The Xbox One, now with less Kinect

Xbox One without Kinect

Its almost comical to think about this happening because Microsoft’s rhetoric over the past has always been that the Xbox One cannot, will not and should not be sold without the new Kinect sensor. But today, that’s exactly what Microsoft itself announced. On 9 July 2014, coinciding with their E3 2014 presentation, the company will be releasing a Kinect-less model of the Xbox One for the absolutely unexpected price of US $399. In short, Microsoft has done another 180.

The plans were revealed in a blog post by Xbox boss Phil Spencer, who recently became the head of the Xbox department and all things gamey for Microsoft. Spencer, previously the boss of Microsoft Studios and the main man overseeing their games that appear on the Xbox 360 and One as well as on Xbox Live, is now the only person to hold the fate of the Xbox brand in his hands. Before Marc Whitten’s resignation from the company, nothing inside the Xbox department was unified in any way.

“Since the beginning, we have focused on delivering great games and entertainment experiences for you,” writes Spencer in the blog post. “Your feedback matters to us and it shapes the products and services we build. Your feedback showed up in the Xbox One console we launched back in November and in the monthly updates we’ve delivered since.”

“Beginning on June 9th, in all markets where Xbox One is sold, we will offer Xbox One starting at $399. This is a new console option that does not include Kinect. For $399, our new Xbox One offering will continue to deliver access to the best blockbuster games … You will also be able to access popular entertainment apps, such as Twitch, YouTube, and Netflix, as well as watch live TV and use OneGuide.”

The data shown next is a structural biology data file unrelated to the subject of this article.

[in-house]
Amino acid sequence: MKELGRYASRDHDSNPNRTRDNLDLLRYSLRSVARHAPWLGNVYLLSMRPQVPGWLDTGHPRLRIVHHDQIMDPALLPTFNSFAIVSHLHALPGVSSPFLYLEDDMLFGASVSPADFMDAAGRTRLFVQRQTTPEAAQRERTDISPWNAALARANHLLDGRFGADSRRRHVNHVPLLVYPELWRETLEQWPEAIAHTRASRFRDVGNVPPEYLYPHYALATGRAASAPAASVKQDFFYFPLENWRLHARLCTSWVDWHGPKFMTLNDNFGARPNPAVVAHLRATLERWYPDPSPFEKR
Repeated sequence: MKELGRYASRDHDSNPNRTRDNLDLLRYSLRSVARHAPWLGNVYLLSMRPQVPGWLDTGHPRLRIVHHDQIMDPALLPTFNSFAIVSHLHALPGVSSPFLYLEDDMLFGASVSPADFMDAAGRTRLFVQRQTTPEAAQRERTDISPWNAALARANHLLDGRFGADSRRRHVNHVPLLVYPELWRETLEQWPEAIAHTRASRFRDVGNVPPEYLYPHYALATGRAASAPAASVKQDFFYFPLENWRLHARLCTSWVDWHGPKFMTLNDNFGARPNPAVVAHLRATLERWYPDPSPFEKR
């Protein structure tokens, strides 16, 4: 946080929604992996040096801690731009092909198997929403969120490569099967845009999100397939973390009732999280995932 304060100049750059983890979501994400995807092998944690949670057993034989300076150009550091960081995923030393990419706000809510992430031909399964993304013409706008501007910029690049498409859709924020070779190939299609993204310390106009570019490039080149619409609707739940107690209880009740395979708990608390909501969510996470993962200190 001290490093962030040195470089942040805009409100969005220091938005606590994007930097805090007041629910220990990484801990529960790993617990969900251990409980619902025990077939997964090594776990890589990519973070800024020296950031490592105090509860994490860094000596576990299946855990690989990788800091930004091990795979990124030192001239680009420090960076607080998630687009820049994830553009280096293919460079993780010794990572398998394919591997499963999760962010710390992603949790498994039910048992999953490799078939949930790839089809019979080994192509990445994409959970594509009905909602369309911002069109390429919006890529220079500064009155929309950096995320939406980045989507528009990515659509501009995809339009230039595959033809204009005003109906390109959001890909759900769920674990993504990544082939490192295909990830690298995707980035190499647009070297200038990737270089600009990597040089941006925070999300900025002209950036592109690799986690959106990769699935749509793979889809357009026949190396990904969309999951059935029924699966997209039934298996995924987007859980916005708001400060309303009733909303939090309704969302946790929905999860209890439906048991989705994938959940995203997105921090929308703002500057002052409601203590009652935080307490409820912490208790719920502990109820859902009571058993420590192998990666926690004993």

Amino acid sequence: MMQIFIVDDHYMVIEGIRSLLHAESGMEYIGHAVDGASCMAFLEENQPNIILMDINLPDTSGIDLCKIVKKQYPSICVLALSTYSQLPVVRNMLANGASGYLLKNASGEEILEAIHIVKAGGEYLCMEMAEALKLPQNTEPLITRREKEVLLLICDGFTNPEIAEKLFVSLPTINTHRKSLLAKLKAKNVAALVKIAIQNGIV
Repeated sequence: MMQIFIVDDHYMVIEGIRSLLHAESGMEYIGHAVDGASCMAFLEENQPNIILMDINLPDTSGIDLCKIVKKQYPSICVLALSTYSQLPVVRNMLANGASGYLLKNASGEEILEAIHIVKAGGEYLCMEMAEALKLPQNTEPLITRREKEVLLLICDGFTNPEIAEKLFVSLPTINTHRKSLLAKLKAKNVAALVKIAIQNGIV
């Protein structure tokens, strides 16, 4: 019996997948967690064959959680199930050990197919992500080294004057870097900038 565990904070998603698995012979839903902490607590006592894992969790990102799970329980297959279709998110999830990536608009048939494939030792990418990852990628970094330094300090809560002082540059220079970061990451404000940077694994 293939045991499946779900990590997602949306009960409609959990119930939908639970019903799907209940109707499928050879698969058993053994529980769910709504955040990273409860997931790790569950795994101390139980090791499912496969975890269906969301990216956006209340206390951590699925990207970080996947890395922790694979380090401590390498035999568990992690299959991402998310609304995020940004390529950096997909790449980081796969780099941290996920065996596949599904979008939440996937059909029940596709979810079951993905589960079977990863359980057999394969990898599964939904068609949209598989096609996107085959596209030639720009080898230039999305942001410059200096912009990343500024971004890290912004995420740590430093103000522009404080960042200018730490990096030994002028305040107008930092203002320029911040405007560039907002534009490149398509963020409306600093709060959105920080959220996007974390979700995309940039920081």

Its worth noting that without Kinect, a lot of things change in terms of how you’d use the Xbox One. Voice commands, for instance, no longer work and you’ll have to resort to using on-screen menus and the Xbox Guide button along with the controls to navigate to any app or snap an app while you’re gaming. Issuing commands to the console while you’re playing something sounds like a silly idea at first, but there are legitimate uses for it.

This reduces the need for gamers who don’t want Kinect to buy into the console now. I foresee a drop in sales for the console until 9 June because why would anyone who doesn’t want Kinect spend $100 on the console now only to never use it? The existing Xbox One consoles in the channel, then, will either have to get repackaged, marked down, or sold in a slower trickle.

Spencer goes on to reveal that more than 80% of Xbox One owners make use of Kinect voice commands. The popular ones are “Xbox On”, “Xbox record that” and “Xbox broadcast.” There’s also a dearth of users who bought the One for its media capabilities and streaming and the fact that you can ditch the remote altogether and navigate your TV channels, streaming services and others like Skype hands-free is quite nifty.

Still, this doesn’t mask the other fact that people will now see more clearly – to Microsoft, the Kinect module is worth $100 and the console is worth $400. Even when it’s at the same price as the PS4, it’s still the weaker console and once Sony ramps up production drops their price to $350 their already massive lead will become almost insurmountable.

Source: Xbox News